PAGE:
A fabric device useful in facilitating the movement of a person's body while lying on a bed or the like. The fabric device comprises a first fabric made from a non-woven material similar to HANDI-WIPE material, which absorbs moisture and which is also air and water permeable. This first fabric is secured to an identically sized and shaped second fabric of relatively frictionless material such as woven, synthetic material or even a plastic sheet. The combined fabric can be used without further assembly in combination with an OB/GYN physician's examining table. In combination with the examining table a first fabric device including the first fabric secured to the second fabric is positioned on the examining table with the first fabric material face down and typically secured to the table top. A second fabric device substantially identical to the first fabric device including a non-woven third fabric secured to a fourth relatively frictionless fabric of woven synthetic material or plastic is positioned over the first fabric device with the fourth fabric of the second fabric device face down and in contact with the second fabric of the first fabric device. Typically the examining paper is placed on top of the non-woven third fabric of the second fabric device.
In a further embodiment, the first and second fabric devices described, can be disposed transversely across a resting surface such as the user's bed and in combination therewith. In this embodiment the first fabric device is somewhat wider than the user's body and is disposed upon the resting surface with the first fabric contacting the bed sheet, for example. The first fabric device may or may not be secured to the resting surface, depending on the material, if any, covering the resting surface. The second fabric device extends in length, longer than the first fabric device. For use with a bed, the second fabric device may extend the width of the bed, and perhaps, drape a few inches over on either side. Again the fourth fabric (of the second fabric device) contacts the second fabric (of the first fabric device) to permit ease of movement of the second device in relation to the first. The material width, i.e. as it is disposed along the longitudinal length of the bed or resting surface, would extend the distance between the person's mid-back to his thighs. This is where the person would position the combined first and second fabric devices so as to facilitate his turning or other movement.
Alternatively the combined fabric can be seamed end to end so as to form a tube with the second fabric of relatively frictionless material facing inwardly. In combination with a bed, this would be of sufficient length to extend beyond the user's body when in a supine position; and, width to extend longitudinally along a portion of the bed, again, so that it extends typically from mid-back to thigh area of the person reclining thereon.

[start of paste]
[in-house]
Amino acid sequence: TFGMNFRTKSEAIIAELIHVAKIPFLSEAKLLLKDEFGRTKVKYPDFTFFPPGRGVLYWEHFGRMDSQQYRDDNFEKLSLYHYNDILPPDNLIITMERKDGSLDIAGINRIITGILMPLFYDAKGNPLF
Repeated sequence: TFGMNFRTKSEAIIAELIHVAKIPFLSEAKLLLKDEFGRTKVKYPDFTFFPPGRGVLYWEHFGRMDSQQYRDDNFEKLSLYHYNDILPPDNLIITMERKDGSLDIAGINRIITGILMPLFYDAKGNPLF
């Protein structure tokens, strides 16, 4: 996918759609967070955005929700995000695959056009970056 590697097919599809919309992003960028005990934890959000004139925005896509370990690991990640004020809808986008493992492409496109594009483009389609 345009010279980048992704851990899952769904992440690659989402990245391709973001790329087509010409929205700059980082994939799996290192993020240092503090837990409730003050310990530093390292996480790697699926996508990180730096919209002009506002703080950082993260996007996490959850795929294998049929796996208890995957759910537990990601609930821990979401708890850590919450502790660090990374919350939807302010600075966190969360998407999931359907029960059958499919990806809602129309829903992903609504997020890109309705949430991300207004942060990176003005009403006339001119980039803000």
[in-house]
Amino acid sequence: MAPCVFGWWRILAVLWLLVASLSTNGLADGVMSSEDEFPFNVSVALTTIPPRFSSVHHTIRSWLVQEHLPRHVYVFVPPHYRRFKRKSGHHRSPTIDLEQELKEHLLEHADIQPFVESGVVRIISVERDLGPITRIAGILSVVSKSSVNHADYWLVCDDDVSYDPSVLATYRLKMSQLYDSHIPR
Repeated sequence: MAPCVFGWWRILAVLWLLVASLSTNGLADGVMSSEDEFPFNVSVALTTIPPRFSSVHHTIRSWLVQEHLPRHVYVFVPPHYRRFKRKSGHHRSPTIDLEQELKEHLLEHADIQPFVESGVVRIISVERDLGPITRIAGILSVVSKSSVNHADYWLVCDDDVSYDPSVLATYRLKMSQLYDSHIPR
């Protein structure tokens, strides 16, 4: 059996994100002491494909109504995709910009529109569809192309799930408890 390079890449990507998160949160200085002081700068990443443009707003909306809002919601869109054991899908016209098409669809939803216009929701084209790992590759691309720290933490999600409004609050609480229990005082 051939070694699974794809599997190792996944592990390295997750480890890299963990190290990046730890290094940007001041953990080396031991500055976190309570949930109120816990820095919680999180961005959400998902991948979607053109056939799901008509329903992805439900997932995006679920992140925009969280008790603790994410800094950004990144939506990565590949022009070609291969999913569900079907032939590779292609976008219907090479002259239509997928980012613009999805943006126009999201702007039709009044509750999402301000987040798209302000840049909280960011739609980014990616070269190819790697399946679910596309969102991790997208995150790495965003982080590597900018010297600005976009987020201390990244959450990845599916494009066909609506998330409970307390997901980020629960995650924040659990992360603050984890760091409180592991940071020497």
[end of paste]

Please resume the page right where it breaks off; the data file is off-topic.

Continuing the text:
The first fabric is typically loosely stitched to the second fabric at a plurality of locations along the length. Periodic stitching, such as diagonal stitching, can be used to provide stability and increase wear. In joining the two, it is important not to "seal off" the first fabric by applying the second fabric thereto by adhesive means or the like which would inhibit the "breathing" ability, both as to moisture and air, of the first fabric material. This aids in the user comfort. Also, the thinness and compactness of the materials selected alleviate a cause for discomfort if the fabric device should bunch up beneath the person during use. The thinness and compactability also permit easy folding and storage.
A brief understanding of the invention, its objects and advantages may be obtained by a study of the accompanying drawings in which:
FIG. 1 is an elevation view of the fabric device of the present invention.
FIG. 2 is a perspective view of one embodiment of the present invention.
FIG. 3 is an elevation view of the embodiment of FIG. 2.
FIG. 4 is a perspective view of the embodiment of FIG. 2 disposed beneath a person reclining on a bed.
FIG. 5 is a partial sectional view of the embodiment of FIG. 2, taken along lines 5--5 of FIG. 4.
FIG. 6 is a perspective view of another embodiment of the invention.
FIG. 7 is a perspective view of still another embodiment of the present invention.
FIG. 8 depicts in elevational, sectional view of a feature of the present invention.
Referring to FIG. 1, the fabric device 10 of the present invention is seen to comprise a first fabric 12 joined to a second fabric 14 along edges 16 and 18. For example, stitching 20.
First fabric 12 is a non-woven material similar to that employed by the Colgate-Palmolive Co. in its trade marked product HANDI-WIPES. The Kendall Co. of Boston, Massachusetts supplies this material to companies such as its parent Colgate-Palmolive Co. Kendall's product numbers for non-woven material used by applicant are its #14-6044 and SP 283-7available from its non-woven fabric group in Athens, Ga. It is a porous material permeable to air and water which is soft and pliable and typically non-irritating to the skin. It is also moisture absorbent. It is easily folded and compacted which permits ready storage of the fabric device for subsequent use.
The second fabric, 14, typically a woven, synthetic material which is relatively frictionless when rubbed against itself. For example, a polyester sheer, nylon curtain fabric has been used by the applicant. However, to further reduce the cost, the second fabric can be a "slippery" plastic sheet material. The second fabric material is also thin and pliable to permit easy folding of the fabric device.
The second fabric, 14, if woven material is used, would be cut from the bolt of that material cross wise to the direction the material unravels from the bolt. These edges 24 and 26 would be the selvage of the woven material on the bolt so that the warp of the woven material runs in the direction of arrow 28.